It’s been a thought-provoking and newsy week in the garden pages of my nearest big-city newspaper, the San Francisco Chronicle. Check out:
A great story about tenant farmers on urban land owned by the Public Utilities Commission. An urban agricultural park: what a concept! Read more about it here.
A thoughtful piece from Ron & Joe about the replacement of street trees in San Francisco.
Questions from readers about going lawnless. Once you rip out the grass, what next? The answer raises lots of questions, but doesn’t get into specific plants. It got me wondering: if someone asked you to recommend five plants that could serve as lawn substitute in your climate, what would they be? And by lawn substitute, I mean that rather than plant a garden, you’re going to pick one plant and cover the ground with it. My picks?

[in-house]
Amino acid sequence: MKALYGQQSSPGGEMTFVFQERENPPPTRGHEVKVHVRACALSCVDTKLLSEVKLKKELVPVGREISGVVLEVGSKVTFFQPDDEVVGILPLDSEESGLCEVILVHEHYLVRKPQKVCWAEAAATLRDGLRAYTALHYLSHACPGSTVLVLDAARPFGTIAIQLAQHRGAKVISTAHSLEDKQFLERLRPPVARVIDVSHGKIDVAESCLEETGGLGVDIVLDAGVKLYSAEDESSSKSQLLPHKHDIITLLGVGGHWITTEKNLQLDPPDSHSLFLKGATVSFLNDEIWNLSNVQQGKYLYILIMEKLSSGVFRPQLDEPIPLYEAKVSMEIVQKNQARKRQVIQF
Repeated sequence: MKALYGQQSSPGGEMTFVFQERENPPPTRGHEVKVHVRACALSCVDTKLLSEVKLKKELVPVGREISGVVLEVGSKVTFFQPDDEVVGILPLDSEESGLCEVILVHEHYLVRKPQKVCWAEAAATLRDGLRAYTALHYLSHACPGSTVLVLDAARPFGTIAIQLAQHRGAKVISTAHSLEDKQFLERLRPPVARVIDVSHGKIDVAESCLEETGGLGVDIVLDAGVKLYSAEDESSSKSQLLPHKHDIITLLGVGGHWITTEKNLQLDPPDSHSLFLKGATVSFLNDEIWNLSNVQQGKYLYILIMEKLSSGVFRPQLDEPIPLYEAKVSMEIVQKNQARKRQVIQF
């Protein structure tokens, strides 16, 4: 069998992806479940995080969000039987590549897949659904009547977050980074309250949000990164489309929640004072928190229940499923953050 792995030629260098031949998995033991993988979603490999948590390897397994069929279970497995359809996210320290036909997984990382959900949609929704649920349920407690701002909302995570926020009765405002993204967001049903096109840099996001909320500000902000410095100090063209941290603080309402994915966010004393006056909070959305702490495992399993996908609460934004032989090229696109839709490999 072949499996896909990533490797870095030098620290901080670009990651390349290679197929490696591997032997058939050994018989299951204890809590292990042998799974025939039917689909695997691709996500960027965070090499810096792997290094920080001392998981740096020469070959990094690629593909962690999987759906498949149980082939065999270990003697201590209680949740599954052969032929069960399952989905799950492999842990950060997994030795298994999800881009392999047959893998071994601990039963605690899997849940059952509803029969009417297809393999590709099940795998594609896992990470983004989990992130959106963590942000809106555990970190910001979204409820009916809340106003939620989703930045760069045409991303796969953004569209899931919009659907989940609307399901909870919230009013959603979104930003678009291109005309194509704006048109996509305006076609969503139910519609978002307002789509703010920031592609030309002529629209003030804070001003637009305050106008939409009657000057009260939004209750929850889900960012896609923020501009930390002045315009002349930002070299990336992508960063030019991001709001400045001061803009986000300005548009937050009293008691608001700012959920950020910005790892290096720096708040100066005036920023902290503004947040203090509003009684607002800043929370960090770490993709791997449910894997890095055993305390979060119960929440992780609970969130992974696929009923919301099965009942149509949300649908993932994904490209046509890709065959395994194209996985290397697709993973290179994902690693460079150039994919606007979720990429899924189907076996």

- Lamium, assuming the lawn is surrounded by some kind of edging to keep it from creeping over to the neighbor’s yard.
- Golden oregano, which spreads fairly quickly and looks great all year–but with the caveat that one really should plant SOMETHING dramatic alongside gold foliage. A few red New Zealand flax? Something!
- One ornamental grass, planted over and over. I’m loving my blue fescues (Festuca glauca).
- A very low-growing ceanothus. Native, tough, bug and bird-friendly.
- A very low-growing manzanita. Same deal.
Yours?Posted by Amy Stewart on October 6, 2008 at 7:08 am, in the category Real Gardens.